Counting Brood or Math is Hard

Edit: I had to edit the post because apparently math is hard, and the previous post had the rate of change and not the egg per day estimate.

Last night, I attended a webinar entitled “6 Weeks as a Beekeeper,…Now What?”. It was put on by Brushy Mountain Bee Farm, and Kim Flottum was one of the guest speakers. I thought it had a lot of good information although it did run almost an hour long so be prepared to set aside 2 hours if you want to listen to the entire replay.

One of the best suggestions I got from the webinar was counting capped brood in your hive over time to get a trend on how many eggs your queen is laying per day. It does require some guesstimation on your part, but I thought it was a good idea overall. First, you estimate the percentage of capped brood on a each of the frames in your colony. For this example, let’s say you have 6 frames that are 50% full of capped brood. Depending on your frame size, you can then get an estimate on the number of capped cells. I use medium frames that have approximately 6300 cells per frame. Deep frames have around 9000 cells per frame. These numbers include both sides.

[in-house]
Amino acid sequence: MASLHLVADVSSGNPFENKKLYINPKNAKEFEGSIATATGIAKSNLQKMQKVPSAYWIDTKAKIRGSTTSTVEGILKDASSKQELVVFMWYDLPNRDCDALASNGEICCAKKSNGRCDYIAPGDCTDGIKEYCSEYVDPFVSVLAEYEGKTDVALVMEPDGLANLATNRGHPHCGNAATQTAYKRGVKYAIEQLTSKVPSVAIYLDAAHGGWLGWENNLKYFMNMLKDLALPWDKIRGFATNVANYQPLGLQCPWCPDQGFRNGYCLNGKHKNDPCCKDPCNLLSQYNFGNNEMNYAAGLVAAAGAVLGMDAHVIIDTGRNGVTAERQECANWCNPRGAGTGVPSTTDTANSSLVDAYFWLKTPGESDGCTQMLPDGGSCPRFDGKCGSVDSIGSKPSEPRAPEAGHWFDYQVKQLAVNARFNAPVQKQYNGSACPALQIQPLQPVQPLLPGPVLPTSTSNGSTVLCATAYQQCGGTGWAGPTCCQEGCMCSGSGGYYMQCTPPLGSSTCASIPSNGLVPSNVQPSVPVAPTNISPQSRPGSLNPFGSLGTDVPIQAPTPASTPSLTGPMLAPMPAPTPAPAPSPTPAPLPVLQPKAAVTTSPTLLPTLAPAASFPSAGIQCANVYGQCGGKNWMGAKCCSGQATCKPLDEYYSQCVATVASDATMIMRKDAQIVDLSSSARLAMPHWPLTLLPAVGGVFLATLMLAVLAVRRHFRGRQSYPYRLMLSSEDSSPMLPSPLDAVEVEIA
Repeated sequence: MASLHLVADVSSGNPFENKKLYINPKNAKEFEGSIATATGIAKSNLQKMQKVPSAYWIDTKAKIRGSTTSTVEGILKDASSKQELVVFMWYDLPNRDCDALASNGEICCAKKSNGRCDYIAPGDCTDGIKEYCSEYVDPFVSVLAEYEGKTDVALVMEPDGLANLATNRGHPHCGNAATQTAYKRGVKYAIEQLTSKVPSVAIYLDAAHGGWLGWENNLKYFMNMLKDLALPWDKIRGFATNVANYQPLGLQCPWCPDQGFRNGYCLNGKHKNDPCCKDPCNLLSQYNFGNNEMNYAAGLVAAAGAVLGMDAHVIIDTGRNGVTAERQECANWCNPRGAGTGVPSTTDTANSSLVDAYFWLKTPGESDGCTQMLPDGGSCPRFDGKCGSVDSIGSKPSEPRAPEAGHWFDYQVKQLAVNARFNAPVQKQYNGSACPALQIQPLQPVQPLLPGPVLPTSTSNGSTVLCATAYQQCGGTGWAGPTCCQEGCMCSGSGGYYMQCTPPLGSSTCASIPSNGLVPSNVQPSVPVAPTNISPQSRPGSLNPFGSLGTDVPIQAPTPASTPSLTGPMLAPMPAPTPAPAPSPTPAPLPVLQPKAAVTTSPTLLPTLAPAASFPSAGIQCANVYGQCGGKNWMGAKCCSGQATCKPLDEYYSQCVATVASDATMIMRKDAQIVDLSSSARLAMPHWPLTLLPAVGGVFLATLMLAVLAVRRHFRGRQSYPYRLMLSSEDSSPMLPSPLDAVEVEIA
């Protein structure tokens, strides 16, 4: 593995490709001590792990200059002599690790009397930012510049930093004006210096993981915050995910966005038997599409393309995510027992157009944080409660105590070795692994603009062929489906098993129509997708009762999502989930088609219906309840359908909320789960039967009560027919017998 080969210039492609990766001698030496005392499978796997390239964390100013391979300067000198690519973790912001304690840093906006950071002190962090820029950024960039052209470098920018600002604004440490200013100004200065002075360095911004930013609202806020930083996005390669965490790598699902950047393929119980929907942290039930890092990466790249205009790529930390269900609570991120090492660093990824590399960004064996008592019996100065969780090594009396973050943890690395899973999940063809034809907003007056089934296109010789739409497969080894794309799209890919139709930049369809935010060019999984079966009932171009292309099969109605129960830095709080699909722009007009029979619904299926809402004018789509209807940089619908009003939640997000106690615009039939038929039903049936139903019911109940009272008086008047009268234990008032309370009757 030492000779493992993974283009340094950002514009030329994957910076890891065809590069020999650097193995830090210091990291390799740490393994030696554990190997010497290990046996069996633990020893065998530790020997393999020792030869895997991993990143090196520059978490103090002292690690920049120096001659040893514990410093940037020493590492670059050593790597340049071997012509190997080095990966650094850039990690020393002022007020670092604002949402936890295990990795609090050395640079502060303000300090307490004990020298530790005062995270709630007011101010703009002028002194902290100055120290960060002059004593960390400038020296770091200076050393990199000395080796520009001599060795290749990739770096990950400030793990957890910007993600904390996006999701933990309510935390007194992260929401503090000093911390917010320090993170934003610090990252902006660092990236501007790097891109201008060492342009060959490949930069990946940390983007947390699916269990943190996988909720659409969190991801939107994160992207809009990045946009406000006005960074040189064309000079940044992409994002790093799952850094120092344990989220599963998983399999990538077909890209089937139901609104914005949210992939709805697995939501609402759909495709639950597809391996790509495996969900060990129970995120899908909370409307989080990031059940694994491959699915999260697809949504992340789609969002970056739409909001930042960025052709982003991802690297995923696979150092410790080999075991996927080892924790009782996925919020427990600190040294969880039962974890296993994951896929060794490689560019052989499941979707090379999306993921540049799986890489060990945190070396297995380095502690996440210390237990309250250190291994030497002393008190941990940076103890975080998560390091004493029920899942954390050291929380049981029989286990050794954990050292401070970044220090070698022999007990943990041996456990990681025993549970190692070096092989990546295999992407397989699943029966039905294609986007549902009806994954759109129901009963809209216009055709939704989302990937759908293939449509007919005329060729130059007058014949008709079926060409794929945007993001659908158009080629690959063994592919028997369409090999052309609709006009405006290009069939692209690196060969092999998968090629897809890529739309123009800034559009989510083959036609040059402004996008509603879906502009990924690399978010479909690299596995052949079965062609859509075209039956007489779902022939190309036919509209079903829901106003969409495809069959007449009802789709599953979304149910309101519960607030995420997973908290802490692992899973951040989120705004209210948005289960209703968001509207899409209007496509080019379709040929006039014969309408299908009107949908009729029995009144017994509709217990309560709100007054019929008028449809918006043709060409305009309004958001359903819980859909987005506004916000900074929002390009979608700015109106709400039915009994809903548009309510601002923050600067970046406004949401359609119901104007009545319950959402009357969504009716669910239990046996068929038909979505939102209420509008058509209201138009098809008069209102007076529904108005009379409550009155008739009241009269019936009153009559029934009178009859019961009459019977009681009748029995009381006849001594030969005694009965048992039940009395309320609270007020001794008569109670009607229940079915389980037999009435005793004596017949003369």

6 frames x 6300 cells x 50% full = 18900 cells of capped brood

Since capped brood take 12 days to emerge, you divide that number by 12 to get the eggs per day from a period of 9-21 days ago.

18900 cells / 12 = 1575 eggs a day

You then check your hive exactly 12 days later and calculate the number of capped brood again to check the difference in egg production.

Since they say a good queen will lay around 1500 eggs a day, in this example, the number is right on the money and your queen is doing well. Obviously this is not an exact science, but it is an idea I’m going to put into practice to see how Large Marge is doing.

Since this was a bit of a dry post, here’s a shot of two adorable bees from my hive.

Best Friends Forever!

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